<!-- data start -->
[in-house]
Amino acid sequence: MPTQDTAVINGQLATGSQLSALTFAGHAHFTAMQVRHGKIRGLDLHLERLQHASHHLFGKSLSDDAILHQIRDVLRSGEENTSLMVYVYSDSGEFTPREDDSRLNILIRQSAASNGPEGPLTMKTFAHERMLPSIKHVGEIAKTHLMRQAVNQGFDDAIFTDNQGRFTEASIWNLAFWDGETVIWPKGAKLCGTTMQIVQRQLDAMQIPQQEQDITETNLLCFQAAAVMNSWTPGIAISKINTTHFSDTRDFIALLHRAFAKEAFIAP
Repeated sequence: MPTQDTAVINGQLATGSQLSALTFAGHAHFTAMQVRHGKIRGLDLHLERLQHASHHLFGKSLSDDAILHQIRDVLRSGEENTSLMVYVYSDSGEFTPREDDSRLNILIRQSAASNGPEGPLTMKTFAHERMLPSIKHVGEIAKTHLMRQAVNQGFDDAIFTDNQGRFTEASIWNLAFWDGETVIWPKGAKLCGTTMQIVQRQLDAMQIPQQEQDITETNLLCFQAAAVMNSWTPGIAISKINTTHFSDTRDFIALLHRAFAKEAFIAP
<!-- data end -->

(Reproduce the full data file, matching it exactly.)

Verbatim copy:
[in-house]
Amino acid sequence: MPTQDTAVINGQLATGSQLSALTFAGHAHFTAMQVRHGKIRGLDLHLERLQHASHHLFGKSLSDDAILHQIRDVLRSGEENTSLMVYVYSDSGEFTPREDDSRLNILIRQSAASNGPEGPLTMKTFAHERMLPSIKHVGEIAKTHLMRQAVNQGFDDAIFTDNQGRFTEASIWNLAFWDGETVIWPKGAKLCGTTMQIVQRQLDAMQIPQQEQDITETNLLCFQAAAVMNSWTPGIAISKINTTHFSDTRDFIALLHRAFAKEAFIAP
Repeated sequence: MPTQDTAVINGQLATGSQLSALTFAGHAHFTAMQVRHGKIRGLDLHLERLQHASHHLFGKSLSDDAILHQIRDVLRSGEENTSLMVYVYSDSGEFTPREDDSRLNILIRQSAASNGPEGPLTMKTFAHERMLPSIKHVGEIAKTHLMRQAVNQGFDDAIFTDNQGRFTEASIWNLAFWDGETVIWPKGAKLCGTTMQIVQRQLDAMQIPQQEQDITETNLLCFQAAAVMNSWTPGIAISKINTTHFSDTRDFIALLHRAFAKEAFIAP